Last week’s post on reconciliation in the midst of conflict, looked for mutually held purposes and values that opponents could use as a foundation for conversation, and encouraged the practice of focused listening and empathy to help work through differences of opinion.
Mutual respect will help sustain a relationship long past the friction caused by a typical clash of views, so keep the Platinum Rule in mind: Treat your opponents the way they want to be treated, not the way you want to be treated. For instance, you may prefer a public meeting, but they might be more comfortable with a walk and talk. You might like to review data and clarify points at your leisure in an email or a written document, but they may need to hear the sound of your voice to feel that you’re really working together.
Once the behavioral aspects of the conflict are under control, it’s easier to see what the content of the disagreement really is.
Disputes frequently arise when there’s no mutually agreed upon data set to serve as the basis for decision-making. Arguing about opinions is like trying to get through a traffic circle with bad signage: Once you’ve made your way in, you can’t tell how to get out, so you keep going around and around. If you don’t have the relevant facts to review and harness as part of a joint conclusion, you’ll have to figure out how to get them, or at least find surrogates for them.
The data doesn’t have to be presented as spreadsheets or charts of survey responses — they could be recurring anecdotes that come to the same conclusion or a set of observations collected over time. Often just reaching an understanding about which information is germane to the discussion will resolve the difference of opinion; sometimes new facts will help you make a more compelling presentation of your side of the argument.
If the methodology for collecting and presenting the data is at issue, particularly if it’s been questioned more than once, then the apparent data problem may be covering an underlying issue of mistrust that hasn’t yet come to the surface.
Maybe We Just Think Differently
Or perhaps the challenge is that you have divergent interpretations of the same facts because you have dissimilar perspectives and beliefs. A tentative positioning can test this out: “Based on the survey results, we can see that a significant and influential minority of our customers say that they’re relatively satisfied with our service overall, but that they wouldn’t recommend us to a friend. We may need to change our delivery approach to make it more appealing. What do you think?”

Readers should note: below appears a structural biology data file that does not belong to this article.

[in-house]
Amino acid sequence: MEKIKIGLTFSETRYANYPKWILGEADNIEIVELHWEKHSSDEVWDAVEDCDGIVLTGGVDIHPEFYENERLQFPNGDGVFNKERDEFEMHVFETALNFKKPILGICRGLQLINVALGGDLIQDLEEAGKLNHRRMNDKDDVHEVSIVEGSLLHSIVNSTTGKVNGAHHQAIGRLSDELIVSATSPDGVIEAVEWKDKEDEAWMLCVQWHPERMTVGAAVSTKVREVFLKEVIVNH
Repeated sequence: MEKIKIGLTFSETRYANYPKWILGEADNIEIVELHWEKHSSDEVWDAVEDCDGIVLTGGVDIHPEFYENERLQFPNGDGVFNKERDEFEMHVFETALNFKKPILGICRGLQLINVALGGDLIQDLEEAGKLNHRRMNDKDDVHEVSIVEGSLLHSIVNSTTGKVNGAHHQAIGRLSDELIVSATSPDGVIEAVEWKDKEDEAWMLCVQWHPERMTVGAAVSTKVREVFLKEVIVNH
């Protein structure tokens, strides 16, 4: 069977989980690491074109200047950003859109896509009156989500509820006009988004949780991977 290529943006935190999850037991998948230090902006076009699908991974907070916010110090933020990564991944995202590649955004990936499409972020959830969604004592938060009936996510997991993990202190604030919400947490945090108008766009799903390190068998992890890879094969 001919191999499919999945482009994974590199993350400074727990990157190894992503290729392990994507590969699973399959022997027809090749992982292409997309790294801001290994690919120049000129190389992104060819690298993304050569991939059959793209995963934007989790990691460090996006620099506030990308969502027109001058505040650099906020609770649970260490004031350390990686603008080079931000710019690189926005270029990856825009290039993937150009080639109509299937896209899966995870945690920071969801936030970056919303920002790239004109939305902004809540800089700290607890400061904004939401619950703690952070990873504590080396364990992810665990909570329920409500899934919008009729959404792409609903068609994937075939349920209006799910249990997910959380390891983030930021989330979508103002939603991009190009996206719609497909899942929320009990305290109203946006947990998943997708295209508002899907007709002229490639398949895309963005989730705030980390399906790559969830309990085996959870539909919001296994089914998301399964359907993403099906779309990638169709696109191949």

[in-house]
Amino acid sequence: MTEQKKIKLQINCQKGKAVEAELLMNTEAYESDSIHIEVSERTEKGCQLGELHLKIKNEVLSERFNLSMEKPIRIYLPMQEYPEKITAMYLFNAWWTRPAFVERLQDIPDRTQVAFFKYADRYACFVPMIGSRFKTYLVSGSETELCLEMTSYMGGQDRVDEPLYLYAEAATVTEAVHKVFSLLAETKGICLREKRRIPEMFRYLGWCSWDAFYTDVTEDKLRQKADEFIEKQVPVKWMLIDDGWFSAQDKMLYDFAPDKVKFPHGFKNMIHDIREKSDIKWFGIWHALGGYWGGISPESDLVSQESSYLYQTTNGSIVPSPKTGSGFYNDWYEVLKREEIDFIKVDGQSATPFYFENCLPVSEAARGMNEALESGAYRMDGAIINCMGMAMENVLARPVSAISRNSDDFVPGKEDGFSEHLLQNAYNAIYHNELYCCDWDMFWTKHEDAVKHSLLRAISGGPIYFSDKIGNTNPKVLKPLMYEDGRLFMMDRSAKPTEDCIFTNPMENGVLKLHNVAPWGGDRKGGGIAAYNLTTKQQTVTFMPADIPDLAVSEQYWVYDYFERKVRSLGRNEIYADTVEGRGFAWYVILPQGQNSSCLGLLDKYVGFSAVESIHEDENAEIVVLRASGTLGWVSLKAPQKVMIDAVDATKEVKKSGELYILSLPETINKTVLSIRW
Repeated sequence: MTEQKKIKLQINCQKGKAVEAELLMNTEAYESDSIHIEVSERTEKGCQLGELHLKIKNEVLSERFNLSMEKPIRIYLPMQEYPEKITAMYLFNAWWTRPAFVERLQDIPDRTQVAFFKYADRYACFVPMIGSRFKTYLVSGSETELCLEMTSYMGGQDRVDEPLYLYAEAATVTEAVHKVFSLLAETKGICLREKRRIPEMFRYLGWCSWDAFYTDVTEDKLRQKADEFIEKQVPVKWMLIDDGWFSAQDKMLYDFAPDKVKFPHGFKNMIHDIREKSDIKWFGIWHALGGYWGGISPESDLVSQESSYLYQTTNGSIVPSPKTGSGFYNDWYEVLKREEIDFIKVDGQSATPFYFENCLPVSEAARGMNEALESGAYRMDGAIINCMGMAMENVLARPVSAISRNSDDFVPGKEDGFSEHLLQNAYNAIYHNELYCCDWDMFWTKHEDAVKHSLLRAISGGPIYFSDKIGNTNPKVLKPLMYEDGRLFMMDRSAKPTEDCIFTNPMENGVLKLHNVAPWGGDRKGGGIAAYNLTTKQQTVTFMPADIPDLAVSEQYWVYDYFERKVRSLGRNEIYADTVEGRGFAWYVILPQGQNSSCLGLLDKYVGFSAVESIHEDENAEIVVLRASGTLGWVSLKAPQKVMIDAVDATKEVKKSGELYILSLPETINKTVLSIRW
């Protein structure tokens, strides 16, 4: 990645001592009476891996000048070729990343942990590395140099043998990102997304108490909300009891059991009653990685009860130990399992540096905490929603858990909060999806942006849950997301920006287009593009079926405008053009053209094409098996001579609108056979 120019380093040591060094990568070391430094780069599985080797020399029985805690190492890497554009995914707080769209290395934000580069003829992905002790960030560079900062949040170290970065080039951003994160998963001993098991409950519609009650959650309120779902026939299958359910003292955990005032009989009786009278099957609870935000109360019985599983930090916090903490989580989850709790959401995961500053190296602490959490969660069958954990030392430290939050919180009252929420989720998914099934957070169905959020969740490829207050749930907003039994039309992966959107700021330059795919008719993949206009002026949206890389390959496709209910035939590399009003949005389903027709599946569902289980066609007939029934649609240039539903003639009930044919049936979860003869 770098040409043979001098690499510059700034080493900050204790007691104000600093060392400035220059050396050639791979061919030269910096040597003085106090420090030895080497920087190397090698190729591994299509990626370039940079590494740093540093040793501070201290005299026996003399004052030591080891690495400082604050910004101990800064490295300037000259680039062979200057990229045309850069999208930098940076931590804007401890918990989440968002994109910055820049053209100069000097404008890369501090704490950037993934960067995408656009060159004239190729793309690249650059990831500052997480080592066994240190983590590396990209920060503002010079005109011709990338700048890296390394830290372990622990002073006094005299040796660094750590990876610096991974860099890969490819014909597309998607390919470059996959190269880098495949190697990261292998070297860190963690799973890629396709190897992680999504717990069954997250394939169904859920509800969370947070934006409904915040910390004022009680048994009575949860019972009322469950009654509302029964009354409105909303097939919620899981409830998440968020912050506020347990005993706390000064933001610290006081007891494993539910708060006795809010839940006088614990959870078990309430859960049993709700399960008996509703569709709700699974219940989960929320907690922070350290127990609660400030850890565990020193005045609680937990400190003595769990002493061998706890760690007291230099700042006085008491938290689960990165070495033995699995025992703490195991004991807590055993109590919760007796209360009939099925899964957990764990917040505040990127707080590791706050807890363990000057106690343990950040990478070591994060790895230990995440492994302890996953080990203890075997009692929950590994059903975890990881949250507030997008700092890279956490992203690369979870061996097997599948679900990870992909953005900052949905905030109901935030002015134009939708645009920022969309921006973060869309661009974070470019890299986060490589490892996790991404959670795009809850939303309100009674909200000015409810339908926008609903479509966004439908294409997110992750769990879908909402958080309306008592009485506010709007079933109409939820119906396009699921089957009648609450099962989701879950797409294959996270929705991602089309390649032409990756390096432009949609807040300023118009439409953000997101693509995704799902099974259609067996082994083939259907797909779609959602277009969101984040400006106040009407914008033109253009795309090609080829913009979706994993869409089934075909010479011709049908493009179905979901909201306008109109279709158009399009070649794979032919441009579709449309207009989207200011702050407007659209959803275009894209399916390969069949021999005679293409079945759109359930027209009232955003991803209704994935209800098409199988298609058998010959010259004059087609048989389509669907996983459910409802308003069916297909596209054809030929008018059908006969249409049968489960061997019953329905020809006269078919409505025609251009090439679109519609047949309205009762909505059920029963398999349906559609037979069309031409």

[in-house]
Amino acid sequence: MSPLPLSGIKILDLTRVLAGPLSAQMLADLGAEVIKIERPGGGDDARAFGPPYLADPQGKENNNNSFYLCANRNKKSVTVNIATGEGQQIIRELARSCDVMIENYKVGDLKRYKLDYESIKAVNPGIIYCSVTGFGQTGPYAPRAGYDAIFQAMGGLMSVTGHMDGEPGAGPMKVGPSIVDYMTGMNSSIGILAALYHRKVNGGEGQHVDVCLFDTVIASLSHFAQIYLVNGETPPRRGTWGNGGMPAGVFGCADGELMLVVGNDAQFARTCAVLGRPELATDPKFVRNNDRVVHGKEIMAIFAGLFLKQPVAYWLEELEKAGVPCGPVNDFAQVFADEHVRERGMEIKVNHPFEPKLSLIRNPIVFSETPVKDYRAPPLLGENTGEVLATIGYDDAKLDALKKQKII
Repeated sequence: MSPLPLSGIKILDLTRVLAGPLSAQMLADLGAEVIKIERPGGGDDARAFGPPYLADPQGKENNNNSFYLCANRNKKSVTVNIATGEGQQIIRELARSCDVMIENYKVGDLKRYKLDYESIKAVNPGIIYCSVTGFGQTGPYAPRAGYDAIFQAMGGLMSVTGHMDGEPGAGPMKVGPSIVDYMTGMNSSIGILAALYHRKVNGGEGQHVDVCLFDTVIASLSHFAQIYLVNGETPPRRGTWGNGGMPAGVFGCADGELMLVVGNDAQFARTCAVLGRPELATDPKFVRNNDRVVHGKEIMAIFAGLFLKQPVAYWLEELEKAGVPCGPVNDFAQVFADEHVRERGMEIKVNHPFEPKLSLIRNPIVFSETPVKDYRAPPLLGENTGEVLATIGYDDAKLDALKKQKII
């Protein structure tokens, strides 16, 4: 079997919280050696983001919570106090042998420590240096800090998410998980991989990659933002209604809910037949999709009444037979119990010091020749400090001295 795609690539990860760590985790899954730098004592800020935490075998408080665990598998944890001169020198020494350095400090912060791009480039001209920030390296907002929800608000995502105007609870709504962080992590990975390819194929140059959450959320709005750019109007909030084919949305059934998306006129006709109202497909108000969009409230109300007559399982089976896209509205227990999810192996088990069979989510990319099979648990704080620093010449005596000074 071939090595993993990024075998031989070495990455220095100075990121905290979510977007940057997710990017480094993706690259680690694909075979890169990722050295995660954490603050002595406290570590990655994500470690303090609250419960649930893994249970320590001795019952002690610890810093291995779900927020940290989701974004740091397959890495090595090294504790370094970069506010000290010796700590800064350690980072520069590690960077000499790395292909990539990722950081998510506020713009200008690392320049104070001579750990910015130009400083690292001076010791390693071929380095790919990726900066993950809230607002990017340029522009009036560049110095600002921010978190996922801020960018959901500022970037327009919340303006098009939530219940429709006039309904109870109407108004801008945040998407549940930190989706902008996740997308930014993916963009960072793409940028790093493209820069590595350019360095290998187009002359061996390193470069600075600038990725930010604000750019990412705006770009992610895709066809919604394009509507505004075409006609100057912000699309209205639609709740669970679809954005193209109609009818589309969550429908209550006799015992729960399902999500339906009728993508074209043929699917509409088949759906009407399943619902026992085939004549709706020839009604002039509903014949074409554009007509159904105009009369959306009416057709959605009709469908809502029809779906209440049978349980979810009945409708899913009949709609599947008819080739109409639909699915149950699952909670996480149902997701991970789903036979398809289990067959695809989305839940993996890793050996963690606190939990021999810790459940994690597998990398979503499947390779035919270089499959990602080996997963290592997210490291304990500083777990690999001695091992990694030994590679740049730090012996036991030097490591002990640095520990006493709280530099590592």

Depending on the particulars of the situation and the nature of your relationship, your differences may not be resolved every time, and occasionally you may even have to agree to disagree. In that case, you might want to pose a more complex question: “Despite our differences of opinion, how can we accomplish some portion of each of our goals and preferences — and still have everyone come out better as part of a working alliance?”
The Rolling Stones’ perspective is useful here: “You can’t always get what you want.” So can you work toward getting what you really need instead of getting everything you’d want if you could have it all? When you focus only on what you really need, does that give you enough wiggle room to come to agreement? Maybe all you really need is the chance to keep the issue open so you can reconvene and negotiate again without having damaged the relationship.
When complete accord isn’t possible, try to reach consensus on something small so that you can share it as a success, and subsequently look for other small bits of agreement: The very experience of finding common ground, creates a much greater likelihood that you’ll eventually be able to do it reiteratively in a progressively expanding process.
Next week we’ll look at how opponents can get back to business with the terms of an agreement in hand.
Onward and upward,